If you have a Kindle, this book The Forever Young Diet and Lifestyle is presently free, and it's really good especially for the price and in spite of the title. It has a bit of everything. It is written by a husband and wife couple. A large part of it is how to proactively be healthy and fit (the "lifestyle" part). Another part is about how to sensibly reduce your weight and improve your habits, if you are overweight. There is also a section on family fitness, talking about how to give your kids a healthy life with good food and an emphasis on activity and exercise.
Clearly, the authors have done a lot of research. They also have a positive, friendly style -- it isn't one of those books that make you feel guilty or overwhelmed. It is easy to pick up and start with where you are. Another thing I like about the book is that it integrates the research on anti-oxidants like coffee, chocolate, wine and tea. For example, the book recommends having a daily drink (especially wine, especially dry red) and an ounce or so of dark chocolate daily, along with some coffee or (green) tea in the morning. At the same time, they mention that some people can't "do" alcohol or chocolate in moderation, so they recommend avoiding these things if you are one of those people.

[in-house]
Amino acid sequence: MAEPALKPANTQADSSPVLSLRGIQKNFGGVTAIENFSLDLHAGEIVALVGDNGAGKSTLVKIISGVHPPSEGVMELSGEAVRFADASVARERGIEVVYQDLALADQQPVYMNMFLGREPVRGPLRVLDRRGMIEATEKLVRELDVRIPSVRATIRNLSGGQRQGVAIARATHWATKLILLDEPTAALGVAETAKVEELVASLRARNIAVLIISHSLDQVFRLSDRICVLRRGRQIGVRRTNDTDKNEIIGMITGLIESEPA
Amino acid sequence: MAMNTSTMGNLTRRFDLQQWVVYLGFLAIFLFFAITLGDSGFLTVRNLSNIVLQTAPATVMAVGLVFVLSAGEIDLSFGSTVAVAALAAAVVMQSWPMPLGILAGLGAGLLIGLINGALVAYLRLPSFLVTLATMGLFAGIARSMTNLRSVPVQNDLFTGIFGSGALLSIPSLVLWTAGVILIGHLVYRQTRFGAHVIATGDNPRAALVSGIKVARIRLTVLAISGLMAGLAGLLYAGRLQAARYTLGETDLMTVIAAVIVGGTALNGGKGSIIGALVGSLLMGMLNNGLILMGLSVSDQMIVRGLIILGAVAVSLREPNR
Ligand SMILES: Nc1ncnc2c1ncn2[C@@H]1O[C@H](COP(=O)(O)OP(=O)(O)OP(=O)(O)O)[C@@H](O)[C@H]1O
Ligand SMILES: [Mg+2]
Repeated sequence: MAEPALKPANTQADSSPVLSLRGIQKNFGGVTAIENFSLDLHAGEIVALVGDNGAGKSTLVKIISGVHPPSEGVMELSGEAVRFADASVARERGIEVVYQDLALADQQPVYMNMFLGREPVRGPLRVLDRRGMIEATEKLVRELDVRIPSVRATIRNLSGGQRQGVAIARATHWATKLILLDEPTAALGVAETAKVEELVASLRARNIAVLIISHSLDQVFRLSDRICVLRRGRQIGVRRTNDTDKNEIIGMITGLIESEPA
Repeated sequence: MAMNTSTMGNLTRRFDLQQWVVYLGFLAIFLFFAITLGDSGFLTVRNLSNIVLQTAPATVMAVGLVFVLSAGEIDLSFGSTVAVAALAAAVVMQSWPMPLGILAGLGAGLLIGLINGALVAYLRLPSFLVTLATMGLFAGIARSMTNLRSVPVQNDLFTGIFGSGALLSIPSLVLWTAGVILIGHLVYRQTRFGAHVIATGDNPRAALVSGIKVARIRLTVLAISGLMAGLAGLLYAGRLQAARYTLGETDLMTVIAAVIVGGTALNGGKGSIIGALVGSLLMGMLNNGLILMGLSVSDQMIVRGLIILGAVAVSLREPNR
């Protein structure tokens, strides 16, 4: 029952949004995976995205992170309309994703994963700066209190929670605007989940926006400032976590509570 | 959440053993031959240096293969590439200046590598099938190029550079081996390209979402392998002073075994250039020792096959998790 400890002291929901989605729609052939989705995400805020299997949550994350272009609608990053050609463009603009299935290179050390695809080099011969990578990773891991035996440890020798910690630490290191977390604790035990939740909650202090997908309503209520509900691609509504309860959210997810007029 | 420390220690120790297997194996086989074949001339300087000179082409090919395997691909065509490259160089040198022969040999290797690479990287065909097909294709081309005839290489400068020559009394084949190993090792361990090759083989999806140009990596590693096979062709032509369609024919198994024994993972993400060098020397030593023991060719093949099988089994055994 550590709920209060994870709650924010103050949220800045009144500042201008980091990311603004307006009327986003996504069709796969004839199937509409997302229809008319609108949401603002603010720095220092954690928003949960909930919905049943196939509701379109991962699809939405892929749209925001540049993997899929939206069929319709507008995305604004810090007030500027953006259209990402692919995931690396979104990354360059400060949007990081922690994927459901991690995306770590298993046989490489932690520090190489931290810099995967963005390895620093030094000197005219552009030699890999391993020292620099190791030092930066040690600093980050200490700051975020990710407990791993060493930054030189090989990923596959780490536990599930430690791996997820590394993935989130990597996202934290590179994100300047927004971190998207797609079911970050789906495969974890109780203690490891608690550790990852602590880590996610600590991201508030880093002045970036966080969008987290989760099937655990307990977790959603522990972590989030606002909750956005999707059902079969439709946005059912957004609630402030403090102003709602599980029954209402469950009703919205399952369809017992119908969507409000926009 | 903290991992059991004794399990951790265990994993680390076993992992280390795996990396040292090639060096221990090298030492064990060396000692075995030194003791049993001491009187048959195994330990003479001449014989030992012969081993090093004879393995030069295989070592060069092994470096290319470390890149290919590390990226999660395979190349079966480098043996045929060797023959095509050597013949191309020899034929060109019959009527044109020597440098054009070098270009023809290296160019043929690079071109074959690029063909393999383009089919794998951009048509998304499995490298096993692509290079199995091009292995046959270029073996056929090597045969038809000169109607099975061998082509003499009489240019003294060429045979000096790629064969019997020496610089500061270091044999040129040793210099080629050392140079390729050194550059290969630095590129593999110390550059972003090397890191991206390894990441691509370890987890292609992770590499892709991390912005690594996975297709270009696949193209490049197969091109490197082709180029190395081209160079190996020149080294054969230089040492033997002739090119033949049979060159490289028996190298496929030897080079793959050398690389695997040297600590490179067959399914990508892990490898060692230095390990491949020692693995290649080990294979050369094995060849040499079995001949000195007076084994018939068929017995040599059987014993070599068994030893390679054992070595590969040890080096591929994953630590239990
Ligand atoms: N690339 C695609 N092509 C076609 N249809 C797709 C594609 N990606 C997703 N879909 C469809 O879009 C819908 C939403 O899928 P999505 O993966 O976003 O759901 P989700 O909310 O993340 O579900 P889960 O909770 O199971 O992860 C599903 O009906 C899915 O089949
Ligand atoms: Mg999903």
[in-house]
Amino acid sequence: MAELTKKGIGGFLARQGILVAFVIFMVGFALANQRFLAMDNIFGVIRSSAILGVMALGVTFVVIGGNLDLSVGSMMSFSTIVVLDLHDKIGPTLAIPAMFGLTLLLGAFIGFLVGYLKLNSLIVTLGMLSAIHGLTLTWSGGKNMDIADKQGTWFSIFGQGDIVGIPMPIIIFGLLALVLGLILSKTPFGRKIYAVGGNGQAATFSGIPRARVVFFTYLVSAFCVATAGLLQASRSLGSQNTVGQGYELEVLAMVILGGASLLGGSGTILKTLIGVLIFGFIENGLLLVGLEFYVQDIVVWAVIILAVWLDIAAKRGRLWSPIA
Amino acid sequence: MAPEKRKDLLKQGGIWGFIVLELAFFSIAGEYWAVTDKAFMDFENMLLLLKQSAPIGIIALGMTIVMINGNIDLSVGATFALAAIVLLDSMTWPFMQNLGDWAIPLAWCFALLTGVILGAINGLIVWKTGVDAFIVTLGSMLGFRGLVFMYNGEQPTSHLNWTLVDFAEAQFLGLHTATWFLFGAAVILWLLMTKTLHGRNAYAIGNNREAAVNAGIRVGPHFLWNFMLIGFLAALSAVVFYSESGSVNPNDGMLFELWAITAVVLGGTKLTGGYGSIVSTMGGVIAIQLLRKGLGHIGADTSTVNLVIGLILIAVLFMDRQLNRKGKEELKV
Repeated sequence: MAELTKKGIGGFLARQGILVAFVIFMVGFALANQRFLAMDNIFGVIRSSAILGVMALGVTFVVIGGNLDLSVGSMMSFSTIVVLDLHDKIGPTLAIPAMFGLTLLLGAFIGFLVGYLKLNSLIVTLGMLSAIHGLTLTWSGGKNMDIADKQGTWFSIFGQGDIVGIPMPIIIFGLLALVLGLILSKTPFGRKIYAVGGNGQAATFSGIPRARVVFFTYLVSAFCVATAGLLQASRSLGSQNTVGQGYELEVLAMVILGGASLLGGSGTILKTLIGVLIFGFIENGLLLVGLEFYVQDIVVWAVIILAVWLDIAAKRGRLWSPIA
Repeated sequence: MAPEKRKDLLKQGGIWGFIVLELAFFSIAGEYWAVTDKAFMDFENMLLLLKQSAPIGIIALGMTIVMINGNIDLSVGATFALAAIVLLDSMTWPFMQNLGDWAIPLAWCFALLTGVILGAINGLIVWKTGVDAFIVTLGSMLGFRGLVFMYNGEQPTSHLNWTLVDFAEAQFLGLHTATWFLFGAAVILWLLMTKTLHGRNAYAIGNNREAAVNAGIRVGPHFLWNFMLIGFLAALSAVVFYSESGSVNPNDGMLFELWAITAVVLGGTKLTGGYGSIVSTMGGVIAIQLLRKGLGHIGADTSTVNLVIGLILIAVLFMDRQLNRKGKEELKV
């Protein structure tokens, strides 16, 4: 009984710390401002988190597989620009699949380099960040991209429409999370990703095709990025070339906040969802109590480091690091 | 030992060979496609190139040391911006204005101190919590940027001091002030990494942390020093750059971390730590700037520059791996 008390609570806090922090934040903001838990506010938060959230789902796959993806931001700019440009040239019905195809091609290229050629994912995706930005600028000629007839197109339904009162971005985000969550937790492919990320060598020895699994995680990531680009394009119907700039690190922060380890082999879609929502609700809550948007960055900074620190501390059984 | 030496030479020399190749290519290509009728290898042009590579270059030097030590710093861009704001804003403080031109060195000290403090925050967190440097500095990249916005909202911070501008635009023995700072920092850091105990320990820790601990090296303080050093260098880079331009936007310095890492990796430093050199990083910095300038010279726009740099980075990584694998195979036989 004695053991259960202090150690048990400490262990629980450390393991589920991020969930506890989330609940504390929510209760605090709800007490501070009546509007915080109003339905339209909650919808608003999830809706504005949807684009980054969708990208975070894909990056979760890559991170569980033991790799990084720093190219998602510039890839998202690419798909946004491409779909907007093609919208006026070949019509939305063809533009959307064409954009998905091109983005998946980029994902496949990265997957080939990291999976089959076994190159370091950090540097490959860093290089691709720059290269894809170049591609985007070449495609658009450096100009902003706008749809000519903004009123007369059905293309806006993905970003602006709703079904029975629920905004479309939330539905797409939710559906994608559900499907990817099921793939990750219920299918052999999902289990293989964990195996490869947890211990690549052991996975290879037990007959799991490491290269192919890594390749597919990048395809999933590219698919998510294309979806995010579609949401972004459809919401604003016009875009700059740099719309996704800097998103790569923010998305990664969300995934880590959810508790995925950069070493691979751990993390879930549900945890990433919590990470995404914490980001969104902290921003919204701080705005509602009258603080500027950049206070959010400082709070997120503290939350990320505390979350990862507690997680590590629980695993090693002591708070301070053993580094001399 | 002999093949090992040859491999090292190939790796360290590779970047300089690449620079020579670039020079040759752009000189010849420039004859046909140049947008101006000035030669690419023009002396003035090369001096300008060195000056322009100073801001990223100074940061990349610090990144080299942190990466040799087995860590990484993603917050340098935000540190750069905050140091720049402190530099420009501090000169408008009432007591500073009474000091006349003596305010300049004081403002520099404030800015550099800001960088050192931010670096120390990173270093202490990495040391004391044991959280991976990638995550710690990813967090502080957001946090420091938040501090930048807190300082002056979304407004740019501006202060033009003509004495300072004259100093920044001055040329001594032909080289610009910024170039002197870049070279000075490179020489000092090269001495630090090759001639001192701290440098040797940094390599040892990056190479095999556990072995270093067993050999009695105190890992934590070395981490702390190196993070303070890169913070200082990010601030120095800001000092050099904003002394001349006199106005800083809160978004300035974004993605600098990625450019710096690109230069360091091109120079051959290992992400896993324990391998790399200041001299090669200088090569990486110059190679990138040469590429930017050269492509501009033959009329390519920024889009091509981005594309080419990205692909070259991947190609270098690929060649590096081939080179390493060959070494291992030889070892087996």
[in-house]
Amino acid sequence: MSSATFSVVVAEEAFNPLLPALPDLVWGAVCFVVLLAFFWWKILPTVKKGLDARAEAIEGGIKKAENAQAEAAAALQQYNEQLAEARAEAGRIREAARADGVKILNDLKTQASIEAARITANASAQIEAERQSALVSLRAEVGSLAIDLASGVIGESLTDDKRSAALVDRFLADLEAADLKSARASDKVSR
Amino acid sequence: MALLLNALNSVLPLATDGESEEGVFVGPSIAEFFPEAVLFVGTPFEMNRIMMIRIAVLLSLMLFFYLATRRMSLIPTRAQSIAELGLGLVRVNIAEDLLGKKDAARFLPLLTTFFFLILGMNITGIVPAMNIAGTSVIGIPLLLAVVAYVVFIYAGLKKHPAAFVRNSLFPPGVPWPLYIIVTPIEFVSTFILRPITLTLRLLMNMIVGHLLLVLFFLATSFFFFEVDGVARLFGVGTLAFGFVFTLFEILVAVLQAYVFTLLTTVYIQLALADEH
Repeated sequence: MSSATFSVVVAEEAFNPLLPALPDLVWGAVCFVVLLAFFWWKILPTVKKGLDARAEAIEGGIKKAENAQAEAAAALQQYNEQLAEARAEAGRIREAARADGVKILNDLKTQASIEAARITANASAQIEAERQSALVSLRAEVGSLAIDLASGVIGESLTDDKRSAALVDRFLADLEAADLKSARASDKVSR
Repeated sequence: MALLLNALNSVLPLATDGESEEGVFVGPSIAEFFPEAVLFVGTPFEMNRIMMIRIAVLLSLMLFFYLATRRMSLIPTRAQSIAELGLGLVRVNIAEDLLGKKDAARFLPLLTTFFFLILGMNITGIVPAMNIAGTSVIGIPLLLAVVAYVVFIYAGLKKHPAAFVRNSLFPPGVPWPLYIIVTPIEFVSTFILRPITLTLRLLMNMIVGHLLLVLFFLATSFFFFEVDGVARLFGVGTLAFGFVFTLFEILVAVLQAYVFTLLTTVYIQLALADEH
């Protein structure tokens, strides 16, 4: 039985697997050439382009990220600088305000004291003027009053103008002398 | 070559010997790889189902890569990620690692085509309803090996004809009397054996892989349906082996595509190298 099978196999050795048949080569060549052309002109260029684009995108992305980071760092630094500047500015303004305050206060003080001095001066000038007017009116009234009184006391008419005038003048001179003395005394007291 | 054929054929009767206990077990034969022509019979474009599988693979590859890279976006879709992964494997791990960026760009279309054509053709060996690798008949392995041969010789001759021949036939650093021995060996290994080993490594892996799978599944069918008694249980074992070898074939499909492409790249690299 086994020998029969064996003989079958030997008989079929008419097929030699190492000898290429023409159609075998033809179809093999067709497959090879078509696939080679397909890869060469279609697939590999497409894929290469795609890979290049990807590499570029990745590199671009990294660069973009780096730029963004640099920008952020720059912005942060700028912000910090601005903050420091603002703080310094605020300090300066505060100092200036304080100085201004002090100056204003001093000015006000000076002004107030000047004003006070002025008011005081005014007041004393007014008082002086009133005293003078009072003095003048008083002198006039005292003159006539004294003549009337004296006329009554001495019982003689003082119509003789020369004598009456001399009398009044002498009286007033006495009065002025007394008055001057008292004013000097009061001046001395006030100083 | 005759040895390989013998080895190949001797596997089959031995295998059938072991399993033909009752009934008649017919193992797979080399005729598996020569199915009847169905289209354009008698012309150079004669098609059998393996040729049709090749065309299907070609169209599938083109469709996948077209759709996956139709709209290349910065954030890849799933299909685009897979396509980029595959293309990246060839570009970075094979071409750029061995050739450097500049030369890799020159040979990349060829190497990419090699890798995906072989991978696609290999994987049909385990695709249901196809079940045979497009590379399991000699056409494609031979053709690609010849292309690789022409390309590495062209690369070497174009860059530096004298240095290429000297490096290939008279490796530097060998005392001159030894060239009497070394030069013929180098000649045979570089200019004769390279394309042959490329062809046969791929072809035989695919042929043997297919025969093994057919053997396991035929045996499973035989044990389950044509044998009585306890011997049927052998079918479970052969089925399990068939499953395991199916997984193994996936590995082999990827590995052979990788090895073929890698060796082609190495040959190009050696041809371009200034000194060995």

The main message is to live an active life, restrict or avoid processed foods which generally are filled with chemicals, white carbohydrates, sugar, salt and bad fats along with chemicals. And eat a "hunter/gatherer" or Mediterranean diet. So nothing radically new for those who have read several diet books, but plenty of sensible advice and an emphasis on the whole lifestyle (including family life) which I find very pleasant and positive. It does not go deeply into any one subject, and barely touches on the emotional reasons for overeating, but what it does do -- present a broad range of solid information on wellness -- it does well.
When I saw the title I was afraid it was another one of those gimmicky, unrealistic books that seem obsessed with avoiding mortality, but it is not like that at all. Rather, the emphasis is on maximizing quality of life and taking good care of what you have.